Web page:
In the early-morning hours Wednesday, Republicans in control of the Wisconsin legislature carried out their plan to neuter the Democrats whom the state’s voters elected to lead them scarcely a month ago.
In party-line votes, Republicans passed legislation to limit the ability of the incoming governor, Tony Evers, and attorney general, Josh Kaul, to deliver on their campaign promises to protect the Affordable Care Act, expand infrastructure spending, and overhaul the state’s economic-development agency. They dramatically scaled back early voting in Wisconsin, and across a range of areas, they shifted power from the state’s executive branch—to be administered by Democrats come January—back to the GOP-controlled legislature.
The Republicans did all this in an extraordinary lame-duck session over the protests of demonstrators who swarmed the state capitol in Madison and over the complaints of Democrats astonished that a defeated political party would act so brazenly in apparent defiance of the verdict that voters had just rendered.
Yet what was equally remarkable about the legislation that squeaked through the legislature in Wisconsin was how little disagreement there was about what, exactly, it represented. Democrats declared it a naked power grab—a charge the Republicans barely disputed.
They said plainly that they were worried that Evers would have too much power to undo conservative policies enacted over the past eight years under Governor Scott Walker, the Republican whose bid for a third term was rejected. So, the Republicans explained, they needed to take back some of that power before Evers had a chance to use it. “We do not believe that any one individual who would have the opportunity to come in and with the stroke of a pen eliminate laws that have been passed by our legislature and found constitutional by our courts,” said Robin Vos, the speaker of the state assembly, in a briefing with reporters before an all-night session of the legislature.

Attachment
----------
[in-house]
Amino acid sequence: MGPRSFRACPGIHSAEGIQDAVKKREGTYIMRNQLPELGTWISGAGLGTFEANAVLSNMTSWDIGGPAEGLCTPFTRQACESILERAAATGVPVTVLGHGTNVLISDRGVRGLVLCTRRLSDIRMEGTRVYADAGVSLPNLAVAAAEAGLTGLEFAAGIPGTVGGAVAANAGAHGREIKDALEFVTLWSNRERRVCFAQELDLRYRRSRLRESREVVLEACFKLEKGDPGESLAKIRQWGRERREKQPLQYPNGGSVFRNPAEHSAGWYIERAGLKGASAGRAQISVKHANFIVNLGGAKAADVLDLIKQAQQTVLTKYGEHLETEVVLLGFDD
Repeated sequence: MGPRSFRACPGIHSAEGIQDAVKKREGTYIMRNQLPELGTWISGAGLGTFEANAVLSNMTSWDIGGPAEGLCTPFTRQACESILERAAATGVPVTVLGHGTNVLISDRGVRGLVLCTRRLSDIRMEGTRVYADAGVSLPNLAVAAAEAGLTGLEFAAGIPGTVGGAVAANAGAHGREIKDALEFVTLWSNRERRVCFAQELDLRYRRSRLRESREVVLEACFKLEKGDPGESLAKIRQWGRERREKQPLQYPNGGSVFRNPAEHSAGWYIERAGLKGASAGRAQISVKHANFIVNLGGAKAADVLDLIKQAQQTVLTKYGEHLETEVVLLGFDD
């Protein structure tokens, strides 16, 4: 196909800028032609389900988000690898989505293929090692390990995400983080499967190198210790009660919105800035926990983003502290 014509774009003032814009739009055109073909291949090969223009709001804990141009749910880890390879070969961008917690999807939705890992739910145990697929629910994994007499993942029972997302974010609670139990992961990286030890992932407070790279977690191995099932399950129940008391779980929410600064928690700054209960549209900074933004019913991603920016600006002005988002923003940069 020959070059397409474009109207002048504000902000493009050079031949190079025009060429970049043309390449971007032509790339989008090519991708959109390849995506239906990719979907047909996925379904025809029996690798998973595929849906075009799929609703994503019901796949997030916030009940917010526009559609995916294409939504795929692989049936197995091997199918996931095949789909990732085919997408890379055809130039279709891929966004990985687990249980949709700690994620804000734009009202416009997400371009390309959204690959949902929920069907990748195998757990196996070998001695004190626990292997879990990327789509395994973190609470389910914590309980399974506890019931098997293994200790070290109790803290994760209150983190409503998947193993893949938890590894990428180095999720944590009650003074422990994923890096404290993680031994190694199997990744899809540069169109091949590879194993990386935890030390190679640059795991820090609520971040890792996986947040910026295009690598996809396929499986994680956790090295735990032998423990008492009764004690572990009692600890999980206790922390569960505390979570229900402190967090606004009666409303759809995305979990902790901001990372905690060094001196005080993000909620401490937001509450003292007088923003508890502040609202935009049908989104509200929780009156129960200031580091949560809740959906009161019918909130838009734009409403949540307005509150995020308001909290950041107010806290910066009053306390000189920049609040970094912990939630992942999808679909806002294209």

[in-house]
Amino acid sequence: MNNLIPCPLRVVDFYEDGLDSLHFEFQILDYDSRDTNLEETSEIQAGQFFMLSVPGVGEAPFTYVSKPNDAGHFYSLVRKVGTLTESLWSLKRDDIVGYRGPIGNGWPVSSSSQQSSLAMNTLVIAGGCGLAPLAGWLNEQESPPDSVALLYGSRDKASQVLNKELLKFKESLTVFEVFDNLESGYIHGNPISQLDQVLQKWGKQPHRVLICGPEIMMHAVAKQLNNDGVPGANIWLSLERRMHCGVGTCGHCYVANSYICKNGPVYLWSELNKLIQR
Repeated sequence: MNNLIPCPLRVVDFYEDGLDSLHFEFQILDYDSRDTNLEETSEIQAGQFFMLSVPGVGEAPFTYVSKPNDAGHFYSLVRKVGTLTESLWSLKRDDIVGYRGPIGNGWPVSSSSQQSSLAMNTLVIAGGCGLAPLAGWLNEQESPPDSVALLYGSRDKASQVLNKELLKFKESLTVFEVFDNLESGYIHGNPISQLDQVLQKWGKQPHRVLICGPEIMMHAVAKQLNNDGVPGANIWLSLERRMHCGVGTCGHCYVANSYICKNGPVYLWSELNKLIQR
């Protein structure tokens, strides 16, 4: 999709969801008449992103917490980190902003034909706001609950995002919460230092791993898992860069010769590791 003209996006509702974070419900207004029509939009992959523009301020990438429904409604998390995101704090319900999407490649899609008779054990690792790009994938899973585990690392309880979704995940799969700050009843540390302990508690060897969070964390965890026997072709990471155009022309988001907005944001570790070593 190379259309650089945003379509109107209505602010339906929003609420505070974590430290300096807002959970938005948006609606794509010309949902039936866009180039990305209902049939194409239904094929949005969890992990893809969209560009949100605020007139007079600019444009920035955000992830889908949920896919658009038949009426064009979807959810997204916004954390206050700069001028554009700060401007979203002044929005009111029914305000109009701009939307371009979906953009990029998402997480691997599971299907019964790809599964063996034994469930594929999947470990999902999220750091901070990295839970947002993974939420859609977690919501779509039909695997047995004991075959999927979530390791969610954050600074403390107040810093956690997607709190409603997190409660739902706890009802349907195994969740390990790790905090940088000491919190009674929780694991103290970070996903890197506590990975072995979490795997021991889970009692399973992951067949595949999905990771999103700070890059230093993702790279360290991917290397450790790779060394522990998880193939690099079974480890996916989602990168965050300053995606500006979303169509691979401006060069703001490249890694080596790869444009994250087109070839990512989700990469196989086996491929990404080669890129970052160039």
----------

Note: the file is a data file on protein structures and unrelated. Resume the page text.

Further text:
“We did have an election,” Vos continued. “Whether everyone here likes it, I respect the fact that Tony Evers is the governor and is going to be starting on January 7. But he’s not the governor today, and that’s why we are going to make sure that the powers of each branch are as equal as they can be.”
“The system,” Vos said, “right now is heavily weighted toward the executive.”
When Walker was governor, the imbalance of power was not a problem, Republicans readily admitted. “We trusted Scott Walker,” state Senate Majority Leader Scott Fitzgerald told a conservative radio host Monday. “We don’t trust Tony Evers right now in a lot of areas.”
Vos said Republicans, including Walker, had been discussing some of their proposals as far back as the spring. But the idea of stripping so much authority from the governor and the attorney general was not litigated during the election, Democratic state Senator Jon Erpenbach said. “There was no talk of this happening until now,” he told me in an interview.
What was litigated during the campaign was many of the pledges that Evers and Kaul made that, because of the legislature’s moves on Wednesday, they may now be powerless to carry out. Both had said they would withdraw Wisconsin from a lawsuit challenging the Affordable Care Act’s prohibition on insurer discrimination against people with preexisting conditions. If Walker signs the new law, they would have to get the legislature’s approval first. Evers also vowed to disband the Wisconsin Economic Development Corporation, the entity that signed and oversees the state’s much-criticized contract with FoxConn, the Taiwanese electronics manufacturer. Under a bill passed Wednesday, the legislature would assume temporary power over the WEDC, and Evers would lose the ability to appoint its leader.